[00:06:54.640] – Dawn Armfield

Or they're a classmate and they feel like this is the way that they will get a good grade. Whatever it is there are these outside factors that can affect them.

[00:07:05.500] – Dawn Armfield

So I want you to start to put yourself in their place and think, how can I make this situation better for them? And I extend that past my usability and my UX (user experience) classes. And I think in visual technical communication, we start off with this whole cultural identity section.

[00:07:26.660] – Dawn Armfield

And everybody has to—what we do is we all share a piece of our culture because I want us all to, number one, we're all in this class together, so we have a classroom culture. But everybody is coming to the class from a different space, so I want it all to be appreciative of culture and the differences that make that, and why a classmate might respond in this way or that way to something that you post visually.

[00:07:57.090] – Dawn Armfield

So it can take many forms when I'm doing it, but really, it's about understanding others that we are working with or that we are working around or just people.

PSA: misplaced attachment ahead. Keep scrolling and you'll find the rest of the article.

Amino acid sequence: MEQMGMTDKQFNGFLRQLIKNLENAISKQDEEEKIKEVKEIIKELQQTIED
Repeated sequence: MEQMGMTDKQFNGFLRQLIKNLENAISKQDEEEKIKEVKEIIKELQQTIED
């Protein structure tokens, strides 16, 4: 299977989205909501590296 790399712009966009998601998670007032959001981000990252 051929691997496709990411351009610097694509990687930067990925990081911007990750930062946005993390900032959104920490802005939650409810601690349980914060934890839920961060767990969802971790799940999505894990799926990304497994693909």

[00:08:13.520] – Janice Summers

So that empathy is saying “Look beyond just the user of this technology for the technology's functions.”

[00:08:22.700] – Dawn Armfield


[00:08:23.900] – Janice Summers

But the person as a whole human with all of the information that they have, it's more than just… I was teaching classes the other day, and we look beyond demographics because we all have the typical demographics, but that doesn't describe the human. What is their life like?

[00:08:46.140] – Janice Summers

You can say, well, this is a worker, but what are they like their whole life? Their hobbies, their interests, their social life. What drives and motivates them, because that influences our interaction with technology, right?

[00:09:02.910] – Dawn Armfield

It does. And I think even in my UX class, when students have to create personas, one of the things that I ask them to do is get deep into this person. Who are they really? Not just what are their demographics? Who are they? Why would they respond to this site in this way? Understand them because that's important.

[00:09:26.310] – Dawn Armfield